It's amazing to think about the days 100 years ago when farmers turned forest into fields with nothing more than hand saws and horses.
We knew before we bought the land that the surge of early summer storms and rain made the ground too damp to bring in the heavy machines and we would have to wait until winter to have it all clear cut, but that wasn't going to stop us from getting started. It wasn't more than an hour from the time we closed on the land that we fired up the chainsaws and started clearing a forest to make room for our tiny trees.
We were running chainsaws and dragging logs and brush for weeks on end. Needless to say it was a good summer workout and helped us all to shed a few pounds, and as 95% of the trees on the lot were too small to be worth anything of timber value, we decided to help the local community heat some homes this winter by giving away everything we cut as free firewood so it was not wasted and for a good cause.
We decided over a year ago when we decided to build the new nursery that we were going to build a house on the property. Maybe it's just us but, is there really any better place to live then a place surrounded by bonsai? It took us nearly a month of running chainsaws and dragging logs and brush out by hand to clear just under 2 acres where we're going to build the house so the sun could reach the ground and dry it out, but with persistence we got it done.
As soon as the area we cut the trees from was dry enough, we brought in the heavy machines and started to pull stumps to build a driveway and home pad. It took almost a week to get the stumps pulled from the driveway area and home site, but we managed. Finally we were able to get a septic engineer to come do the tests and get a septic system designed, and we have a place to park so we were not blocking parts of the road.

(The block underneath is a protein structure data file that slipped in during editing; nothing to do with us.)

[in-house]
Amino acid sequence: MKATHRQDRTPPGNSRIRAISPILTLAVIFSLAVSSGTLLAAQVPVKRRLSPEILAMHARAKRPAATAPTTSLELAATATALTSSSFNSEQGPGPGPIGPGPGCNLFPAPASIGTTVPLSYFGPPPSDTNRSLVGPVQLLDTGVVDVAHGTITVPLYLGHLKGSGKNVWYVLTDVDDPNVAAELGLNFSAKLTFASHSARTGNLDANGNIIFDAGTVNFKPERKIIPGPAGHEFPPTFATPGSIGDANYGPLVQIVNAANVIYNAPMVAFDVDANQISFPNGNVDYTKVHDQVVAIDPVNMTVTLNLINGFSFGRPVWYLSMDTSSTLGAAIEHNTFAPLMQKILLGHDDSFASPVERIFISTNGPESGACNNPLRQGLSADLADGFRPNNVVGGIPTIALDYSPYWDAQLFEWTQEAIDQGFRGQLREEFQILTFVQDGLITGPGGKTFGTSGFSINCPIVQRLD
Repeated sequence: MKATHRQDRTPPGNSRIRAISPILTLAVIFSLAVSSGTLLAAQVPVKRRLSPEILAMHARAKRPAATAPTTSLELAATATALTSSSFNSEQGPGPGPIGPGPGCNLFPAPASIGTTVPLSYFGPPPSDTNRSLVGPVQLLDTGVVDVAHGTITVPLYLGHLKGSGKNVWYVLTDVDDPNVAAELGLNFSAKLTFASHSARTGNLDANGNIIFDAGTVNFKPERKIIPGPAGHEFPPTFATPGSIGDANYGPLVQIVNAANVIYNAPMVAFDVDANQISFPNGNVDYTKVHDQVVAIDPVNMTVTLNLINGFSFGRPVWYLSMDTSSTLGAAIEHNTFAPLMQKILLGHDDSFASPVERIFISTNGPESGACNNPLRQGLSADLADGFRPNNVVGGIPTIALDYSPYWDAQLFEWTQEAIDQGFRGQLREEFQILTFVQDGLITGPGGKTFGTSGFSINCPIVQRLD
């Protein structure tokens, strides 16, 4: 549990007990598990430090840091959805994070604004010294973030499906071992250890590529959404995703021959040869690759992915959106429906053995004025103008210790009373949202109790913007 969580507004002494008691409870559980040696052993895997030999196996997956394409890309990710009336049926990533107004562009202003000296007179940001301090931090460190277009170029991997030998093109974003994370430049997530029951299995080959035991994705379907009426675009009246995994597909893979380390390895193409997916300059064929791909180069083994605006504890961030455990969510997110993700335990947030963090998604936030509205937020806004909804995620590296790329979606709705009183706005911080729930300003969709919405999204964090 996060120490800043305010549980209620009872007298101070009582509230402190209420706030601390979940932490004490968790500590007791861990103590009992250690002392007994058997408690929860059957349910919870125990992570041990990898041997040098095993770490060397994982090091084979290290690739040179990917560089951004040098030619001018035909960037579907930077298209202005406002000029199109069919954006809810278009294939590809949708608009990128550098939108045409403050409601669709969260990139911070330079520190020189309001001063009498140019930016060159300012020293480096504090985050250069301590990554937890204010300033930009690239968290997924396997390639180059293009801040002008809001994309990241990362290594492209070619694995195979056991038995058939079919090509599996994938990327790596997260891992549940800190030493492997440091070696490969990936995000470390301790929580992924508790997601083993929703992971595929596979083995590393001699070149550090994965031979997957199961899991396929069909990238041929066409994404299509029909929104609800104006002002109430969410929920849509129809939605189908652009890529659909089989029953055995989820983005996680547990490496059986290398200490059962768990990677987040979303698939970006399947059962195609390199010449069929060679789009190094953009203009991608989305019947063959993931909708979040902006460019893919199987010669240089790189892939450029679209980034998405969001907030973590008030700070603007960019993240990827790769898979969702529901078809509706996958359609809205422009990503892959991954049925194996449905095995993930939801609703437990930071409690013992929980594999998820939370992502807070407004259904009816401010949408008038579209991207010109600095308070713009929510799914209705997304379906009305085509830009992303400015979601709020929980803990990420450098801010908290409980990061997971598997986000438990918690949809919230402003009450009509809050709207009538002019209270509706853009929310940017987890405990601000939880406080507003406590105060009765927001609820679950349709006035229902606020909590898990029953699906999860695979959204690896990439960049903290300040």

With the driveway and home site cleared and the heavy rain we got in late summer prohibiting us from moving forward we decided we were going to start clearing the north part of the property to get started on the 5+/- acre field we are going to use for field growing out some trees.
The above photo dosn't really do it justice. We spent nearly 3 weeks cutting dark forest (for those of you who don't know, dark forest means woods so thick the sun barley hits the ground). We got just over an acre of field cut, bucked and hauled out leaving us with the massive amounts of brush you see in the photo. Yet again the weather isn't cooperating and the heavy fall rain put a halt on progress, but we're still moving and stacking brush in between storms in hopes that maybe we can get the stumps pulled, loam and manure hauled in, and first acre of field tilled in before the snow flies.